September, 2008

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The search goes on

I’m quite determined to look for the best laksa in Singapore. Conditions apply though: 1) The stall shouldn’t be too far away from my home, e.g. Tuas, 2) The rating is based on my preference. Hee hee :)

The laksa stall I’m blogging about today claimed to be the original Katong laksa. It has re-located to Bedok North already. I read about this stall on a local food blog and decided to give it a shot. This stall was mend by an uncle and another helper uncle (who brings you the laksa). It is situated in an old coffee shop of a HDB block which behind the Bedok Stadium and beside the SPC petrol kiosk. The stall name says ‘Marine Parade Laksa’ in English but ‘Katong laksa’ in Mandarin.

When I ordered a bowl of $3 laksa, I noticed that chopsticks were given. Hey, I though Katong laksa is well known for using only the soup spoon to eat from? Hmm, never mind. The laksa was served in the old-fashioned Chinese soup bowl with fresh laksa leaves garnishing. At first glance, the soup looked less milky and not as thick and viscous as 328 laksa. Hmm, okay. Now the taste. This soup has more complexity than 328’s. Good recipe. I continued slurping at the thick rice noodles and drinking the soup. Ah, it is homely and satisfying without the guilty notion that one is consuming too much unhealthy coconut milk. However, if you want the kick, then 328 will deliver it right to your face.

Next stop, the laksa at Roxy Square. :P


This is one of those rare weekends where my mind is in the care-free mode.

I’ve finished marking, returning and discussing my students’ work and now they are all busy with their final preparations for the examination tomorrow. In the meanwhile, they didn’t know that their teacher is having a great time :)

I called Doreen, my best friend of 20 years, to find out whether she was free to do some catching up. We managed to squeeze out a common time yesterday afternoon to do some cooking, chit-chatting and watching BBC’s Pride and Prejudice together. Since I had been keen on trying out a Ratatouille recipe taken from the Internet, and darling dearest doesn’t like eggplant, this was a perfect opportunity to cook and eat with my best friend who is adventurous in food. :)

The list of ingredients and steps for the dish looked daunting enough for me but the actual dish turned out to be surprisingly easy without a messy kitchen Yang had expected. Hee hee. *victory sign* “D The only thing about preparing this French dish is having the patience for the eggplant to release its juices during the simmering process.

We ate Ratatouille with slices of baguette and oh, it was so healthy and satisfying. We ate it warm but it was also good after it had cooled down to room temperature. :) The recipe I used had an unconventional ingredient, i.e. button mushrooms. In addition, the recipe I chose seemed to be easier to manage than others available on the Internet. :)

I found out that Doreen had been going through house-keeping training in her mission study course too! She used to take her own sweet time (me too!) to wash the dishes but yesterday changed my perception of her. Oh you should see how fast she was in helping to clean the dishes. I’m impressed. She’s definitely good for being a missionary and also a home-maker. Hee hee. :D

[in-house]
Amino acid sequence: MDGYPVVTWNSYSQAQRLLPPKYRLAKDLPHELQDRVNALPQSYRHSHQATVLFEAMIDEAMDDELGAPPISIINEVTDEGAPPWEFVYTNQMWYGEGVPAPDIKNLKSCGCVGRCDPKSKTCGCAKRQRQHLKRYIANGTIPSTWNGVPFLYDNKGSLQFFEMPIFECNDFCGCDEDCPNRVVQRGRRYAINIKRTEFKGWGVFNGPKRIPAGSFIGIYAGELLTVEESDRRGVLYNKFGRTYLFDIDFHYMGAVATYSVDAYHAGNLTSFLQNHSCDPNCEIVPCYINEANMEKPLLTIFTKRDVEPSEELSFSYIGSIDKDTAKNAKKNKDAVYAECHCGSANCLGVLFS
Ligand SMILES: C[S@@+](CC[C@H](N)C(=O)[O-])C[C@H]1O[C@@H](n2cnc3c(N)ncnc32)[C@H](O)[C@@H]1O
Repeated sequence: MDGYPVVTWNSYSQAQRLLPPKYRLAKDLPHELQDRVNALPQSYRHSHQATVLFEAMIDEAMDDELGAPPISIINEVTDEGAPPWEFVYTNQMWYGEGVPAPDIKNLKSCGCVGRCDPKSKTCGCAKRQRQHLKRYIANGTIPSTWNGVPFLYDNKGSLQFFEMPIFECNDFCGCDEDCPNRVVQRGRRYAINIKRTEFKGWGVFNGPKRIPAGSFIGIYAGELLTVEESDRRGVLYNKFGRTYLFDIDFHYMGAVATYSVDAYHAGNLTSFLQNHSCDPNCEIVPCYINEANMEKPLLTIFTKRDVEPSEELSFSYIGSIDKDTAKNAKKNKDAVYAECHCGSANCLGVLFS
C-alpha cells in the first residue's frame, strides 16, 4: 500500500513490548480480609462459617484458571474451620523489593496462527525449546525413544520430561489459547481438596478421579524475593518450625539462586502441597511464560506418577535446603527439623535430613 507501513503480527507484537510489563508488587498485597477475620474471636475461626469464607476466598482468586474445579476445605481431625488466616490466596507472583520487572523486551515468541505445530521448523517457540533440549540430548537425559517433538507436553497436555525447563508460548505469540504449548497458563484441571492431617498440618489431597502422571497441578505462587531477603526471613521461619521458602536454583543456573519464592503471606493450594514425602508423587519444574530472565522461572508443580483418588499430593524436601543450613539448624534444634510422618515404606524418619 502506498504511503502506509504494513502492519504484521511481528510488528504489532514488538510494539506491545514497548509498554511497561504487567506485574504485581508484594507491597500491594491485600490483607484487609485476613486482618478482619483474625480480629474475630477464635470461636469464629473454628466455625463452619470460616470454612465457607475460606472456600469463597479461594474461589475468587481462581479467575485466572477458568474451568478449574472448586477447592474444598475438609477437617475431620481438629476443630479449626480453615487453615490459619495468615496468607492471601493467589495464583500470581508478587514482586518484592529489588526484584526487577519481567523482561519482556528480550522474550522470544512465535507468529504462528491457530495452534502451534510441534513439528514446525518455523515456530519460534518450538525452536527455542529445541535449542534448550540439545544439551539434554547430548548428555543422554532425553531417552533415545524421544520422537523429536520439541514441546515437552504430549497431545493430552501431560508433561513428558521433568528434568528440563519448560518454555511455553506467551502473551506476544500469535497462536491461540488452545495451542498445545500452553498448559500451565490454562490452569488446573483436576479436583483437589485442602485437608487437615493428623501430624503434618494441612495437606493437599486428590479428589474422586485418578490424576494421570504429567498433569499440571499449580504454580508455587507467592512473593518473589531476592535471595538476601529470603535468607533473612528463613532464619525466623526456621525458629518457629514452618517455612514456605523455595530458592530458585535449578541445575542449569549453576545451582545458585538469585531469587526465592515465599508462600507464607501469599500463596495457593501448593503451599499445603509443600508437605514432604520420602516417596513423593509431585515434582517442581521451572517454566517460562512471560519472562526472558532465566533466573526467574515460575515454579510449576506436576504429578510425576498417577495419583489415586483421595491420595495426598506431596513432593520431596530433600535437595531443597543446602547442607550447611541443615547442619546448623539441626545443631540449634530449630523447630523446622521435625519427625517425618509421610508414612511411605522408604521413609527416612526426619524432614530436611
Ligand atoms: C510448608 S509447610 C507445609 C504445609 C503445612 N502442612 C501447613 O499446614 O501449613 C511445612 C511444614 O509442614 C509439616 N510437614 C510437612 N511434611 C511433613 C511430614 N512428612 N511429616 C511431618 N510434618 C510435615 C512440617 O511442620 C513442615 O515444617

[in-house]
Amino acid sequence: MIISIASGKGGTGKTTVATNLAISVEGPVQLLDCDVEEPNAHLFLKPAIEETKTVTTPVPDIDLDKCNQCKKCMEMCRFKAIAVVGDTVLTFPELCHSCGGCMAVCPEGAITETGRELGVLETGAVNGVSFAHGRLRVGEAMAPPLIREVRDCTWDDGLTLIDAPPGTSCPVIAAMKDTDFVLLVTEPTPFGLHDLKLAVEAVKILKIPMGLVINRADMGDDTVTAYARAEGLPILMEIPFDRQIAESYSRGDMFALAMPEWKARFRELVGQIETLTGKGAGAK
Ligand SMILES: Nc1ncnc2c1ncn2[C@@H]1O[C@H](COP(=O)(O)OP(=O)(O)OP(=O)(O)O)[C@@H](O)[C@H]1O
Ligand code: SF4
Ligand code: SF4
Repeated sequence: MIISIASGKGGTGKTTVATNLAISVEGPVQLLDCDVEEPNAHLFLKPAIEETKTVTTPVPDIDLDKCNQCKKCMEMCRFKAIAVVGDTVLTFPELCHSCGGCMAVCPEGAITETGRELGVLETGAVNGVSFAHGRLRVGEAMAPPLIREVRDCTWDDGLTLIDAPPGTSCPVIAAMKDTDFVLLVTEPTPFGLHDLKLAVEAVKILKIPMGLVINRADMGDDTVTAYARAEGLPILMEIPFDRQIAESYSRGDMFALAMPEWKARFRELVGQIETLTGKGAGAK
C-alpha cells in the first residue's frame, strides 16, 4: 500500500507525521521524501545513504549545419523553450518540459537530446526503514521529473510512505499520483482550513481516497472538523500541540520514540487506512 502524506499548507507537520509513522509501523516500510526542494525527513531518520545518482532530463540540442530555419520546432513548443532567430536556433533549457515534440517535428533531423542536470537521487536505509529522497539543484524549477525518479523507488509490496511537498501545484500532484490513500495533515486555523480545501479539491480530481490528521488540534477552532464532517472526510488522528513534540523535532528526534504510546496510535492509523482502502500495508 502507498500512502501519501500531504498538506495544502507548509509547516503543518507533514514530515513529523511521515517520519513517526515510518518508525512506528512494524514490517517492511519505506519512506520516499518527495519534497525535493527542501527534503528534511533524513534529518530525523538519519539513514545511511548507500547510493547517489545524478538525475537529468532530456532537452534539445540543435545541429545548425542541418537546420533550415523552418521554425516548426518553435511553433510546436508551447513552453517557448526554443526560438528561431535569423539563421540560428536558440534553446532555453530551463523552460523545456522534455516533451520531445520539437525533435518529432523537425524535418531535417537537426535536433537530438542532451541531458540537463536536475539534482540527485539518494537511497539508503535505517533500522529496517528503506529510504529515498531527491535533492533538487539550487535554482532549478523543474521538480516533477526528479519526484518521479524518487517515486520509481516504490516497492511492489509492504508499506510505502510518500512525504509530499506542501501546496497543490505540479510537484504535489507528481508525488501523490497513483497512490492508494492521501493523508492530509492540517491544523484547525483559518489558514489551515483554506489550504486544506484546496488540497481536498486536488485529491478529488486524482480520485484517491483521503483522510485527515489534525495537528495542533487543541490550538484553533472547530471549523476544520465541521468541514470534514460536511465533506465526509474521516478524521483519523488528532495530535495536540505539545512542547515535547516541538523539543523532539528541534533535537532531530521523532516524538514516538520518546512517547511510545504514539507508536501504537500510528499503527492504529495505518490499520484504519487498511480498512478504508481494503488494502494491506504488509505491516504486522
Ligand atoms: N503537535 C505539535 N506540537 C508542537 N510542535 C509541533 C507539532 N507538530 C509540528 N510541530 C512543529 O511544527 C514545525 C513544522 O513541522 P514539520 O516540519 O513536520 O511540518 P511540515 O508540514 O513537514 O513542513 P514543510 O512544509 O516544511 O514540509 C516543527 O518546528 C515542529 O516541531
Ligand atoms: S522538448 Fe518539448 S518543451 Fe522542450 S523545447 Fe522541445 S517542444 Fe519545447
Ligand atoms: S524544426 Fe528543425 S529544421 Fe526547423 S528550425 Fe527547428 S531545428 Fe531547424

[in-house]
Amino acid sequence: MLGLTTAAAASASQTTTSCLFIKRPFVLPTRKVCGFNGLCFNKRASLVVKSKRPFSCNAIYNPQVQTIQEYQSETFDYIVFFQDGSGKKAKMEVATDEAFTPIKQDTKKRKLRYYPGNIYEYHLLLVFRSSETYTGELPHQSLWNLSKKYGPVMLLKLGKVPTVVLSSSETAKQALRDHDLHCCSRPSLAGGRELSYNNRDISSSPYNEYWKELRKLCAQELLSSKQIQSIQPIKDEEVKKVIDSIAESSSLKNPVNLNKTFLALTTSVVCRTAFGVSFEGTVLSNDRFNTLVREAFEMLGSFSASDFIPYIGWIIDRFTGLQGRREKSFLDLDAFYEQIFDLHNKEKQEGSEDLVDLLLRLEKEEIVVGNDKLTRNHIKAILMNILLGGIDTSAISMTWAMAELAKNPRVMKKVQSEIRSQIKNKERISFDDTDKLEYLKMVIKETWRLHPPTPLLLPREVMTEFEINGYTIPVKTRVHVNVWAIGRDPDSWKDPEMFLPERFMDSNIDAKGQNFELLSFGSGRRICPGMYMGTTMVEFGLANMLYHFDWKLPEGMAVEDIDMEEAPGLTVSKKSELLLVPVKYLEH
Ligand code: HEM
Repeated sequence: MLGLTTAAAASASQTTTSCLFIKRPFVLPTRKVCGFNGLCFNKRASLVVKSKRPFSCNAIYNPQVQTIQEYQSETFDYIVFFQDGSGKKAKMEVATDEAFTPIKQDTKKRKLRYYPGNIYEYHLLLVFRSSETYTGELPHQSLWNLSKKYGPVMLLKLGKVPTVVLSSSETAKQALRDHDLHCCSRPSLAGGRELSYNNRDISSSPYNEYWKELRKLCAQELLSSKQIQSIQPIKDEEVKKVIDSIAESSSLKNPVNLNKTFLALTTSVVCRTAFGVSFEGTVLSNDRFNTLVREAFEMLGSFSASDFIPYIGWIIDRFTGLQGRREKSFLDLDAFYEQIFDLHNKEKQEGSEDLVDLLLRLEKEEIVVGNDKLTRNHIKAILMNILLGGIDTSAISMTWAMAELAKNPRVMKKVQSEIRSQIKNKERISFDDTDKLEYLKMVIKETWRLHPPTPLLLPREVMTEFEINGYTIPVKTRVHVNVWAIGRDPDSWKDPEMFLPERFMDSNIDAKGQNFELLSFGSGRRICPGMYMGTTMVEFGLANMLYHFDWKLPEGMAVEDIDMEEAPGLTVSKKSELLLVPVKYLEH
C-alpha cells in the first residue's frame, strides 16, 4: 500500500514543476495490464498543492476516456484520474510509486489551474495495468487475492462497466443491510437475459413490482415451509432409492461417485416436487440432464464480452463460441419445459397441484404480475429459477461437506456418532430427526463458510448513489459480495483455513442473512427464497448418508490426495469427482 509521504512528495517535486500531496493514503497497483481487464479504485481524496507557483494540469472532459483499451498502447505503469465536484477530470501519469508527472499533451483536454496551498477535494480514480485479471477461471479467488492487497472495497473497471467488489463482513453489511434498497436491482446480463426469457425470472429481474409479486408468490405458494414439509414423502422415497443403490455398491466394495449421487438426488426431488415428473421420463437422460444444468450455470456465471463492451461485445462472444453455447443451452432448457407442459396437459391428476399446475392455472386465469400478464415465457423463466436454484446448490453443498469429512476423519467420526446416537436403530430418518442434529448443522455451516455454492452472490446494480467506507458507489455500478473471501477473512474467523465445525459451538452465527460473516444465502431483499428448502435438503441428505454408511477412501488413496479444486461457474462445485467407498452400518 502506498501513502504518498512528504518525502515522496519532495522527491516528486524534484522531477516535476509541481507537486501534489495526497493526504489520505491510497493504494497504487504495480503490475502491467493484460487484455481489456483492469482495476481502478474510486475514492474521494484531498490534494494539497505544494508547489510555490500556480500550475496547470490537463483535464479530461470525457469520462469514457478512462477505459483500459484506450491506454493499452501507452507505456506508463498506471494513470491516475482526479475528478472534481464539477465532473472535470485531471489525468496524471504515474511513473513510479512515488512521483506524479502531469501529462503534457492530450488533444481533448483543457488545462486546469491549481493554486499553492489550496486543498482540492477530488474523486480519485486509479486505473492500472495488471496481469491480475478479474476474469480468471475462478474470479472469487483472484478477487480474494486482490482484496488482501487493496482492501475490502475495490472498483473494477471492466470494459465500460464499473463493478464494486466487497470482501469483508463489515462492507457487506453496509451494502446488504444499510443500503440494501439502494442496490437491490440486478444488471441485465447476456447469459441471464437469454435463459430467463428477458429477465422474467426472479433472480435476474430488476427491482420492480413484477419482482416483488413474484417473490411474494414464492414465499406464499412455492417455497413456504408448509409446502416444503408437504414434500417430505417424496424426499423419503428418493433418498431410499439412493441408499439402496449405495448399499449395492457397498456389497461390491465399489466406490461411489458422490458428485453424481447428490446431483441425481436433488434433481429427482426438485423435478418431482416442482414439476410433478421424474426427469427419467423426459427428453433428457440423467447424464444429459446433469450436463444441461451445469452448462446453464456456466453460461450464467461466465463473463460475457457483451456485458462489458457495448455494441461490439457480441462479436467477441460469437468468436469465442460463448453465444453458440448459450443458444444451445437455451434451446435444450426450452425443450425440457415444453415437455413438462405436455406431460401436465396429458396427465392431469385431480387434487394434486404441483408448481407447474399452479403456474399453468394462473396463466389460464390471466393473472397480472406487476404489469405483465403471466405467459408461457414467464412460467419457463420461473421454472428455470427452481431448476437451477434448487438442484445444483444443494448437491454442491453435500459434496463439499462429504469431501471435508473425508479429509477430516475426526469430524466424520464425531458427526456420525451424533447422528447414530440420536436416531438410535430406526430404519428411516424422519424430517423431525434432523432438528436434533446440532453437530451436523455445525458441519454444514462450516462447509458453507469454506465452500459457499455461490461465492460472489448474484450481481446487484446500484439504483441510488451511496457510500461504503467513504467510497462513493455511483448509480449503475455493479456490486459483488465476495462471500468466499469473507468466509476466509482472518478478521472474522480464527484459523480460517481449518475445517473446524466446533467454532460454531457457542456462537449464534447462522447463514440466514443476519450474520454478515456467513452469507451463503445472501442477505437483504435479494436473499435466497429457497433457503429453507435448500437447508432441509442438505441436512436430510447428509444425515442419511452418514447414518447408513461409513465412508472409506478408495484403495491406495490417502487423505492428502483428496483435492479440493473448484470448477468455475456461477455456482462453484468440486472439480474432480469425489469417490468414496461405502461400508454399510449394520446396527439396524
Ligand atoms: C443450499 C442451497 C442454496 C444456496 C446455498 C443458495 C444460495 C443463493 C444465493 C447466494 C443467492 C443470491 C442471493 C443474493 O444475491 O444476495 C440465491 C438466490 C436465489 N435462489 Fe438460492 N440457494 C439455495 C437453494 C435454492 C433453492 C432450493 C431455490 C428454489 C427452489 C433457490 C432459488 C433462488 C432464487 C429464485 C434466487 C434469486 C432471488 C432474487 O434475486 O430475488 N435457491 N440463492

Show me the money!

My book!

One of my (secret) dreams after I started teaching and lecturing 12 years ago has been to publish something. I’m not quite sure where that came from, but it was sort of at the back of my mind. Oh, I had other dreams, like singing the role of Figaro, or performing one of Mozart’s piano concertos in a concert hall. But of all these wants, this one about publishing seemed to be the least fanciful and possessing that tiny glimmer of possibility. After all, my throat croaks and my fingers are as nimble as Matt’s are he eats 6 roti pratas (!), so singing and performing are all out.

Things picked up substantially when I started the Ph.D. It’s not necessary to publish when doing a Ph.D program. In fact, a couple of fellows at my research office didn’t publish at all as they just don’t have the time for it. I did, so in a sense, my very first ‘publication’ ever was a paper for an international conference that NUS was hosting in June 2004. Never mind that I thought my paper was pretty crappy, but hey it was peer reviewed, accepted, and my name’s in a Proceedings now. But the Proceedings are only available for conference delegates who show up and pay their fees, or in online databases – and those require subscription too. So yeah it’s a publication, but not the one that I’d ultimately been hoping for.

Many papers later, and 4 years since I first had a paper in the proceedings, I’m thrilled to say here that I’ve finally published a book proper! The type that people can pay good money, buy and read my trashy writing! But seriously, it’s really my doctoral thesis published by VDM Verlag, a German-based publisher of academic literature and theses.

This isn’t a big thing by any measure in academic circles by the way, since this publisher actively solicits academics for theses and works in areas they’re interested in, so it’s not as though they invited my thesis publication because I wrote something that qualifies for a Nobel prize.